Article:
Tag Archives: birth

Young and Surviving Cancer

May 25, 2013 by
Photography by Bill Sitzmann

It was just eight weeks after Amberly Wagner-Connolly had given birth to twins when she received the devastating news that she had breast cancer. She was just 29.

“I knew that life as I knew it would never be the same,” she recalls. “I was so shocked. Why me? Why would I have these beautiful kids and then so soon after find this out?”

As it turns out, the experience has come to be one of the most positive things that has happened in Wagner-Connolly’s life. It also became the springboard that put her goals in motion.

“It has helped guide me in my life and my career,” she says. “It opened my eyes to how much worse things could be and inspired me to do more with my life. Through cancer, I realized that I wanted to go into public health where I can help others. I know I am a better mom, friend, teacher, nurse, wife—everything. All of my roles have been affected in a positive way because of [cancer].”

On March 1, Wagner-Connolly celebrated her four-year anniversary of being a cancer survivor, and while she has managed to make it a positive in her life, she acknowledges that it was also one of the most difficult and trying times in her life.

“It has helped guide me in my life and my career. It opened my eyes to how much worse things could be and inspired me to do more with my life.” – Amberly Wagner-Connolly, survivor

The number of young adults who are diagnosed with cancer is very low, usually less than 5 percent, depending on the cancer, says Margaret Block, M.D., a medical oncologist at Nebraska Cancer Specialists. But for those who do receive the disturbing news, it can be a very emotional and stressful journey.

Like many young cancer patients, Wagner-Connolly experienced the challenges and emotional turmoil common among people her age. She struggled with the shock of being diagnosed at such an early age; she feared not being around to see her children grow up; and she grew weary from juggling two tiny twins and a four-year-old daughter when she could barely take care of herself.

Her family and friends and people she didn’t even know became her biggest supporters. Her husband worked nights and was able to help as much as he could during the day. Her mother and mother-in-law also provided help when they could and were there for emergencies.

Her co-workers at The Nebraska Medical Center held a fundraiser for her. Several friends of her sister who work at Lincoln Financial Group also organized a fundraiser/auction and raised more than $6,000 to help her with her medical bills.

This touched Wagner-Connolly greatly and was a turning point that helped her keep fighting. “It made me see the good in the world,” she says. “When complete strangers reached out to help me, I became determined that I had to do something with my life to make an impact like they had for me.”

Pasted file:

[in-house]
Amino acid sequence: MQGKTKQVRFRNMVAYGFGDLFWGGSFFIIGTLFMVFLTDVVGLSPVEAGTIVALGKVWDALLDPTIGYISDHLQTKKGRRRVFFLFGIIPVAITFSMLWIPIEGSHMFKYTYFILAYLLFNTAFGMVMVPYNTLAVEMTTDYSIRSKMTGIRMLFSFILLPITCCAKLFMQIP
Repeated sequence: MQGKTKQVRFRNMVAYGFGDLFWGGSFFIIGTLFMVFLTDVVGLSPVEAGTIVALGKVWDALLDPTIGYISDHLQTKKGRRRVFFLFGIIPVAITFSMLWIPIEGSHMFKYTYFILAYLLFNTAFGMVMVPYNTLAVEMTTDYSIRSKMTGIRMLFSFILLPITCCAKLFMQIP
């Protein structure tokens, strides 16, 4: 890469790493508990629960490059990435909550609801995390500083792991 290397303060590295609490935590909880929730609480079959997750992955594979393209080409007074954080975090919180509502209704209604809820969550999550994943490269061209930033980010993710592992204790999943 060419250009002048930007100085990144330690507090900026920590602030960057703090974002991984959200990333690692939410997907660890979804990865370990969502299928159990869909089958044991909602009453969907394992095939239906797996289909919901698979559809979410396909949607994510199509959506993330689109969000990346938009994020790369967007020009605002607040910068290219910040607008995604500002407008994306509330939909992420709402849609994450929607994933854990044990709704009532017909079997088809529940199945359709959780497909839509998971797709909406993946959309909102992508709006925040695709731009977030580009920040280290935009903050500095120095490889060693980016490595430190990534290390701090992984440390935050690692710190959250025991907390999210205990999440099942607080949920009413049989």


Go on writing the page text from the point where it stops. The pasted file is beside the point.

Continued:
“The number of young adults who are diagnosed with cancer is very low, usually less than 5 percent, depending on the cancer.” – Margaret Block, M.D., medical oncologist with Nebraska Cancer Specialists

Determined to not let her surgery and chemotherapy treatment slow her down, Wagner-Connolly was able to continue her master’s studies, finishing on her target date. She also kept a challenging work schedule as a nurse at The Nebraska Medical Center.

Being able to maintain some control over other parts of her life was important to her mental well-being. There were days during her six-month chemotherapy regimen when she felt as if she couldn’t go on. “I just had to take it day by day,” she recalls. “I did a lot of reality checks.”

Having goals—such as seeing her children grow up, completing her master’s degree, and wanting to live to make a difference in the world—fueled her will to keep fighting.

“Amberly did an amazing job,” says Peggy Jarrell, LCSW, OSW-C, a licensed clinical social worker and a certified oncology social worker at Nebraska Methodist Hospital, who worked with her during her treatment. “Motherhood can be stressful enough…put cancer on top of that, and you have a lot to deal with. [She] was able to maintain her own and still stay active in the outside world.”

Jarrell says it’s very important for cancer patients to establish a good support network of people and friends who can help them through this period. She also recommends having a designated support person who can accompany them at appointments and act as their second set of ears. Many hospitals now provide nurse navigators to help patients “navigate” the health care system.

Stacy Patzloff, RN, BSN, a certified oncology nurse navigator at Alegent Creighton Health, says nurse navigators work closely with the patient and the cancer support team to make sure everything is coordinated. They’re there to attend appointments with them and to act as a support person who is available 24/7.